By Matt McCaskill
When ammo becomes scarce as virgins, measures must be taken. And when supplies get critical, you take whatever you can get (ammo, not virgins). So with rabbit season bearing down, a cursory shell inventory revealed No. 6 shot was dangerously low. Scrounging commenced, and tucked behind solvent bottles and reloading manuals was a dusty box of Sears Ted Williams shells, part of an inheritance from granddad. Complete with tax stamp and $3.69 price tag, it was the third-string quarterback whose time had come. Being a curious bloke, I had to find out why a crotchety ballplayer’s name was stamped on the head of my shells.
The results were a tribute to masculinity and hand-eye coordination. They were also credentials for inclusion into the American badass hall of fame. To wit: Ted once raised the ire of the Massachusetts MSPCA (the PETA-like people) in 1957 by killing over 30 pigeons with his 20-gauge while sitting in left field in front of the bullpen at Fenway Park. Being a safety-minded fellow, he only did it on off days, but he wasn’t as concerned about the $20 fine for discharging a firearm in the city limits.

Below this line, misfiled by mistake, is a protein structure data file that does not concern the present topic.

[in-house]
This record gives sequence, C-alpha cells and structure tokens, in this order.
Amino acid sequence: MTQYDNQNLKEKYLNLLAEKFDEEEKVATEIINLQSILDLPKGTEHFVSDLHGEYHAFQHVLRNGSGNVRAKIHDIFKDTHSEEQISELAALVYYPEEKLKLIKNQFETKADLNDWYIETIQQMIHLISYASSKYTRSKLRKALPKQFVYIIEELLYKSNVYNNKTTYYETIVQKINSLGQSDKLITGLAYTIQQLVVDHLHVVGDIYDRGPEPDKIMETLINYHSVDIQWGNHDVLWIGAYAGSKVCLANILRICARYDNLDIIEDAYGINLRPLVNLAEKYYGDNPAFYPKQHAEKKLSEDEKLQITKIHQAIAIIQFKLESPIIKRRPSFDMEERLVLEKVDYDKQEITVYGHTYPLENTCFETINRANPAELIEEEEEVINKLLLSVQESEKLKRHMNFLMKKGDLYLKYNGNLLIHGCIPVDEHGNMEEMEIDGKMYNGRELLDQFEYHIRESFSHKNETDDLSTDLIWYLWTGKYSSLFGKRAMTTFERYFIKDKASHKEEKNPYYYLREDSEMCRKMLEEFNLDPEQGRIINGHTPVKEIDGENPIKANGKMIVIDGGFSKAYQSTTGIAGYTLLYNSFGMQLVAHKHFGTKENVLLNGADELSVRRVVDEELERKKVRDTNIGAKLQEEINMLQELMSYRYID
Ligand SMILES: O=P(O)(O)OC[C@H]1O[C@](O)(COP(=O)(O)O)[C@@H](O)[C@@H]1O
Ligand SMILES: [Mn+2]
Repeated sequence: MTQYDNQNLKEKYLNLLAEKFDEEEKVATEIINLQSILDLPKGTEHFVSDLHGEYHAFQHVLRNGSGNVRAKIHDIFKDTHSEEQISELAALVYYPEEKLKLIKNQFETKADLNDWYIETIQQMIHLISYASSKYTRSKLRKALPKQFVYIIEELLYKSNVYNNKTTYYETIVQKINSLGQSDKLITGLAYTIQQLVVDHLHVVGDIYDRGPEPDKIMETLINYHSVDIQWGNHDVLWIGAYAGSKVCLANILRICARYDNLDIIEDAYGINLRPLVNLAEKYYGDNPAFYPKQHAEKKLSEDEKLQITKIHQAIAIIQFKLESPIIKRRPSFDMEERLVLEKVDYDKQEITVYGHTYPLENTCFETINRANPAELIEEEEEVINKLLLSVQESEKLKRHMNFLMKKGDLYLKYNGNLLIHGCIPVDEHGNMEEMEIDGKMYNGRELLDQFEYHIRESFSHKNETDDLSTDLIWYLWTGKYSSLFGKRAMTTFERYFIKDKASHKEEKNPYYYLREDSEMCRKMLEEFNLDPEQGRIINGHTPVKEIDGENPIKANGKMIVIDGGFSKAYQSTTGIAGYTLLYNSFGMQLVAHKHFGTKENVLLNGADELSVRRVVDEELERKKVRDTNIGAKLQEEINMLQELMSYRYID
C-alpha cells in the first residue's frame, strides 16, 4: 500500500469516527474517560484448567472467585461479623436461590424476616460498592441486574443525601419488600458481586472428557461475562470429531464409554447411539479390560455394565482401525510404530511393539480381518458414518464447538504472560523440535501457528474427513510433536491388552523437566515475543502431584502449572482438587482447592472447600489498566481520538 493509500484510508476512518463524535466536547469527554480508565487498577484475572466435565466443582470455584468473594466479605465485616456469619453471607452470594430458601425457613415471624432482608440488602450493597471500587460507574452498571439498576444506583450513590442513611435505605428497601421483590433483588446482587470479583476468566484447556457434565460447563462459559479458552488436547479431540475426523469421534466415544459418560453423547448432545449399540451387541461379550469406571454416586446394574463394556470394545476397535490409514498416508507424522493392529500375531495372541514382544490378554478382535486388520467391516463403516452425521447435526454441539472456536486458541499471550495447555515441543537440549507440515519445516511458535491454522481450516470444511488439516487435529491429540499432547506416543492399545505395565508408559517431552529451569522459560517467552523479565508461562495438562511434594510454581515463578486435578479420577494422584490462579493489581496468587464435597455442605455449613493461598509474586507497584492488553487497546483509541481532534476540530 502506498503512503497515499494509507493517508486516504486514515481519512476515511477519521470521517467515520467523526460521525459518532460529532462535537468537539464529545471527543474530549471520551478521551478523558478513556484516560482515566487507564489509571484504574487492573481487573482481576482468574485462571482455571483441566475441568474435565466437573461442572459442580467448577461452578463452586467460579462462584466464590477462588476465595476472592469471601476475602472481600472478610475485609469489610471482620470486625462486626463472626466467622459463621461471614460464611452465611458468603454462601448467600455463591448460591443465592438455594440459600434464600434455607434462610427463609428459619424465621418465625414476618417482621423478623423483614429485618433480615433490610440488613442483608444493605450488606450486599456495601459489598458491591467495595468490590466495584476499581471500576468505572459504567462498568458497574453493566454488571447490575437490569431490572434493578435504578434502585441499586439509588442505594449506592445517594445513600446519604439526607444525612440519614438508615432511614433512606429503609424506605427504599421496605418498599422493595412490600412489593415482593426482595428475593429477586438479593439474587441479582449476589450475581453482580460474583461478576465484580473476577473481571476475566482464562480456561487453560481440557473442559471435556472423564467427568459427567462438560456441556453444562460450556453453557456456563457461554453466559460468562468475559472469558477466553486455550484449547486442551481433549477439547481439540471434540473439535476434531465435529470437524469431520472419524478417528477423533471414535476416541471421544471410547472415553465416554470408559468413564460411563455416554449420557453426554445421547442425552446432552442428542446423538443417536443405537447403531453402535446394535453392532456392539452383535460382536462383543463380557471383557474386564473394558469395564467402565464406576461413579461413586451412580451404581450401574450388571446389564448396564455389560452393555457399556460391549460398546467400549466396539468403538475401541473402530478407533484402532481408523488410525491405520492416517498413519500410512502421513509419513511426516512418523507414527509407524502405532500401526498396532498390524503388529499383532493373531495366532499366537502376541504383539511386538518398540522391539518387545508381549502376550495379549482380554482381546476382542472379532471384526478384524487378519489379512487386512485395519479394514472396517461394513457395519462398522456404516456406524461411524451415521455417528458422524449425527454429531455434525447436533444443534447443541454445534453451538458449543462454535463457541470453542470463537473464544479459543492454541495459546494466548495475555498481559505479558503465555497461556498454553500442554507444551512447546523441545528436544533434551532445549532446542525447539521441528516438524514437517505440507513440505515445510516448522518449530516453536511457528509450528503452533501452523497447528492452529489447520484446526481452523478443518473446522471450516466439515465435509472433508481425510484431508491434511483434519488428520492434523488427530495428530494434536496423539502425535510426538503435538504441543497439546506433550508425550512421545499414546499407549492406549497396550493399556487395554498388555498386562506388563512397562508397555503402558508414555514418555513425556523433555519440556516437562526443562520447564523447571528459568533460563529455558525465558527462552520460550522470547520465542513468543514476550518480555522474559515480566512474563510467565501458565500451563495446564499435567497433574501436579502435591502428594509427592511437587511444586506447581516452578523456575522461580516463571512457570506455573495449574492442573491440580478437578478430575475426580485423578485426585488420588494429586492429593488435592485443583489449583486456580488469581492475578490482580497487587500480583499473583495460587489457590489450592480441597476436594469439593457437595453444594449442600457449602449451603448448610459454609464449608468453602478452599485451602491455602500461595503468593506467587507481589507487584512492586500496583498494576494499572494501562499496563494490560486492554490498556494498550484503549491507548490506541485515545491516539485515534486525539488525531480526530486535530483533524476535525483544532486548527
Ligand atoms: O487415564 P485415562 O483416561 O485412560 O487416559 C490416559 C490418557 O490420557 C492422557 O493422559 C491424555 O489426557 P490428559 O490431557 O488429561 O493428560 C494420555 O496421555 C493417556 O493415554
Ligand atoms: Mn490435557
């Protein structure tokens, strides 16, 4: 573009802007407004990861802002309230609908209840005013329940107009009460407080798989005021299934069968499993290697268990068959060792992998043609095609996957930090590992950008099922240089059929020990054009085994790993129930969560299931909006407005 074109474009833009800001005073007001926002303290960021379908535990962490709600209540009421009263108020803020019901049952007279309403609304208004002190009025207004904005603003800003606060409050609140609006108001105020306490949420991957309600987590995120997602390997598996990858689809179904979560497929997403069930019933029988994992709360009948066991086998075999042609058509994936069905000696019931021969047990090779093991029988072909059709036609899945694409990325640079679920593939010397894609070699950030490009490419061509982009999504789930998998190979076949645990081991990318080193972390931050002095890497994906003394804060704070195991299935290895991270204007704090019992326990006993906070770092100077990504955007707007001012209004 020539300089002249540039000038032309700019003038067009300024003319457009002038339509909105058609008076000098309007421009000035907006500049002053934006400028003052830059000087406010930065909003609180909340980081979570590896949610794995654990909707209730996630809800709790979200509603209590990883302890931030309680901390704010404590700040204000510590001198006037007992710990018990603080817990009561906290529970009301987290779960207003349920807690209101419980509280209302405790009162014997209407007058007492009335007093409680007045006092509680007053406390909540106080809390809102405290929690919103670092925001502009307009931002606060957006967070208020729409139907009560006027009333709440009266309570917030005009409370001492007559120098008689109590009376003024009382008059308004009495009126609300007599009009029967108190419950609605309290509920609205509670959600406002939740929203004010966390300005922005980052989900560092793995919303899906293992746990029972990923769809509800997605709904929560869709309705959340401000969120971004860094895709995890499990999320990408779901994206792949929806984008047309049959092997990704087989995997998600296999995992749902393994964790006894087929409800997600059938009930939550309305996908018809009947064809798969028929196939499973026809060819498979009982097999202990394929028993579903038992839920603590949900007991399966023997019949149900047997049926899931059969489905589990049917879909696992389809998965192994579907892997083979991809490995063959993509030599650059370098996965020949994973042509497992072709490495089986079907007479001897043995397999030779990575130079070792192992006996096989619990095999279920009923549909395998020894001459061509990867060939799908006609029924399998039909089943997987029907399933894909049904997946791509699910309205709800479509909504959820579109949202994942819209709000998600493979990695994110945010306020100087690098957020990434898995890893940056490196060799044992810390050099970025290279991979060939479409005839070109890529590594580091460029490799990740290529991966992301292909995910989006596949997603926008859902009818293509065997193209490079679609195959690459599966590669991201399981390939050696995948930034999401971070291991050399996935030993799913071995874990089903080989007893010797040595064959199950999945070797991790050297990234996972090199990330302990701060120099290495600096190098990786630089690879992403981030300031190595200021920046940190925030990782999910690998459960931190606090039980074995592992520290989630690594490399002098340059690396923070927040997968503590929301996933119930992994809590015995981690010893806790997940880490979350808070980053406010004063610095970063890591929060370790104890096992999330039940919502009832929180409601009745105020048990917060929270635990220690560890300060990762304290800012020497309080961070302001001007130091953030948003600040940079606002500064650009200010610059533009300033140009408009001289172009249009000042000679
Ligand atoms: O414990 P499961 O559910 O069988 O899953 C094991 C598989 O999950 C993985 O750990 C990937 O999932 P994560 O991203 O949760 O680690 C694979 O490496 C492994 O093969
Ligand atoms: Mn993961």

Bet you like him already.
He was also a skilled and prolific cusser who despised the media of his day and wanted to be despised by them, and so he never passed up an opportunity to let them know it. He was the same way with hecklers too, or anyone else who needed an opinion.
Brutal, unapologetic honesty. Sounds like a man ahead of his time.
But Captain Ted Williams also laid aside five seasons of a pantheonic career to serve in two wars as a Marine fighter pilot. On one of his 39 missions in Korea his plane took anti-aircraft fire, forcing a crash landing. He managed it safely, and one can only imagine the symphony of expletives that accompanied the feat.
The aforementioned shotgun shells are explained thusly: After he retired, Ted famously pursued his outdoor passion, catching thousands of bonefish, tarpon, and salmon on both the fly and conventional tackle. He killed many beasts in many nations and was a gun nut in general. So, Sears & Roebuck, the biggest dog in retail sporting goods at the time, brought him on to test and endorse everything in their sporting goods division. The word ‘everything’ is accurate. Clothing, boats, motors, fishing tackle, camping gear, rifles, shotguns, and, of course, shotgun shells were sold for many years with the famous signature emblazoned on it all.
Shell shortage or not, the greatest hitter to ever stand at home plate is going to the field with me this year, and I bet the old man slays.